High-stress is the enemy of learning. This is something I come across frequently, horses that aren’t coping well with even being in the arena and are really unable to engage with you as their stress levels are so high. This can be a one-off scenario when you’ve brought your horse in and he’s just “on-edge”, in that moment you may want to change your plans and do some groundwork first to see if you can help him feel calmer.
Unfortunately some horses are living in a perpetual state of high anxiety. These horses can be “rideable” so to speak and perhaps the behaviour hasn’t even been noticed for what it is and put down to their personality of being “sharp” or “spicy”. But a horse who cannot even stand still and relax and walk quietly is struggling mentally, it is not normal and we are setting them up to fail.
Have a good look at how relaxed your horse is in his day to day life, does he walk the fence? Does he pull when you’re bringing him in? Does he snatch bits of hay while he’s walking around the box? Does he shout for his friends? Does he barge through you?
This sort of behaviour can be caused by many and usually multiple things. Environmental factors such as high winds, being away from other horses, a new place, something looking different to usual etc.
Pain/discomfort can make horses incredibly edgy and unable to relax, whether it be pain in the body, pain from tack and equipment or anticipating pain from the trainer/rider.
Some horses just really struggle to emotionally regulate because it has never been addressed within training. If training is always about moving the feet and doing things the horse never actually learns how to just stand and relax. Also if a horse is having training experiences it finds very stressful, whether that is the trainer’s intention or not, they will start to associate the training environment with stress.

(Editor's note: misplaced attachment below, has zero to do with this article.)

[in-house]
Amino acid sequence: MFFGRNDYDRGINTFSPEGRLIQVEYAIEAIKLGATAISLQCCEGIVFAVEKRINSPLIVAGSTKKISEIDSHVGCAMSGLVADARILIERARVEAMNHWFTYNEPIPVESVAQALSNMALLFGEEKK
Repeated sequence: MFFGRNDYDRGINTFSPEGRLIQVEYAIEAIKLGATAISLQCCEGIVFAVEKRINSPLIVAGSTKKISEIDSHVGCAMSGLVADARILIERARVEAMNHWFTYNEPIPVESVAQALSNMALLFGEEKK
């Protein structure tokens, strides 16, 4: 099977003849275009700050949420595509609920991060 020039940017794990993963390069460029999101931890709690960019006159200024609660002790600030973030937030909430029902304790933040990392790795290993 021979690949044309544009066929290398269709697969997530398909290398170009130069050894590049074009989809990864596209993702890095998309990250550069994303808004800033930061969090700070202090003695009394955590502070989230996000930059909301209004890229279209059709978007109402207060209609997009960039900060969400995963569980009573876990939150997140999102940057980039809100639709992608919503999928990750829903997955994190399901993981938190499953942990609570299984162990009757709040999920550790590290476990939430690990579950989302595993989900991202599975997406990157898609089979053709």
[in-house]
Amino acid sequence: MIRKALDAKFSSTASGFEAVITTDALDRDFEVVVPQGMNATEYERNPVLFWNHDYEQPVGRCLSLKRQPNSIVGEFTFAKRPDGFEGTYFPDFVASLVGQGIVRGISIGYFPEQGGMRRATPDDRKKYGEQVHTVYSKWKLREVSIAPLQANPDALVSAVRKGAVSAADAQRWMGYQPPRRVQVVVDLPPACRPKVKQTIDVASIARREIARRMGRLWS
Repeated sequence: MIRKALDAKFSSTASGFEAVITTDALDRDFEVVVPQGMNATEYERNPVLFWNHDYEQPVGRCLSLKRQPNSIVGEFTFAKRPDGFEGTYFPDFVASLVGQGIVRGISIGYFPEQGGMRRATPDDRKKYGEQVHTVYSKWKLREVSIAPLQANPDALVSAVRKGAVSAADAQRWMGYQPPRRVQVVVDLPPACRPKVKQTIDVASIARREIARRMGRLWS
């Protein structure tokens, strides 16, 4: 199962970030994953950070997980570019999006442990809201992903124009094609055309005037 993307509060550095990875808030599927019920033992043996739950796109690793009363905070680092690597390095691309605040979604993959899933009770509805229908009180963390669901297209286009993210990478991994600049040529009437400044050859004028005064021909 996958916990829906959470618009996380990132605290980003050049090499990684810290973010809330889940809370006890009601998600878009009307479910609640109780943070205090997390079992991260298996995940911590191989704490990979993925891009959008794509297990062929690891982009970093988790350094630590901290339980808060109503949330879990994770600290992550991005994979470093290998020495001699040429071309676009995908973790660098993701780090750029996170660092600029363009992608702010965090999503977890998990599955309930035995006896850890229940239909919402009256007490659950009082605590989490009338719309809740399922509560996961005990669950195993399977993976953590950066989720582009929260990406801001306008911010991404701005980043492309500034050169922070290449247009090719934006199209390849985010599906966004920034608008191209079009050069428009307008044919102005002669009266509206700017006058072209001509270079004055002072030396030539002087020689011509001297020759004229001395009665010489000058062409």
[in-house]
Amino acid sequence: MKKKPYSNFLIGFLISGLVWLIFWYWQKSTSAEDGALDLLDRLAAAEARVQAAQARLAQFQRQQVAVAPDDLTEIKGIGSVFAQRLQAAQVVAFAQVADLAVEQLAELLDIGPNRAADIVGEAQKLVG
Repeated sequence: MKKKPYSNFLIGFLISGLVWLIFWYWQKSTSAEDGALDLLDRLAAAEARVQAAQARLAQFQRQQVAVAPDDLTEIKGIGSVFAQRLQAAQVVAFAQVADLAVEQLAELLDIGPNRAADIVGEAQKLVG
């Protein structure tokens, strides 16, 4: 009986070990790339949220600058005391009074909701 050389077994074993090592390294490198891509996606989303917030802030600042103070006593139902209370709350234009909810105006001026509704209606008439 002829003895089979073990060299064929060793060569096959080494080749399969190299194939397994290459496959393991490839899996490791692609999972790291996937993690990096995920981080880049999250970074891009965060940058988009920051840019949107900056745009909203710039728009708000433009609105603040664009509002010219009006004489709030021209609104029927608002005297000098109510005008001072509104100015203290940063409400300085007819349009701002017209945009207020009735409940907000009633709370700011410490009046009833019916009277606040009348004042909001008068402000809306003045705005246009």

What is the answer? Any pain/discomfort needs to be addressed, then you can start somewhere the horse is comfortable such as their stable or paddock and introduce basic training such as leading well and standing, then take them to the more challenging environment and try to repeat the same.
Good, horse-friendly training takes time and patience and a lack of ego. Lunging your horse to “get the bucks out” or adding more stress by aggressively “moving their feet” is not teaching your horse to emotionally regulate. Emotions aside, a tense horse is not going to develop good posture or healthy movement patterns. You cannot force relaxation, don’t be fooled. 🐴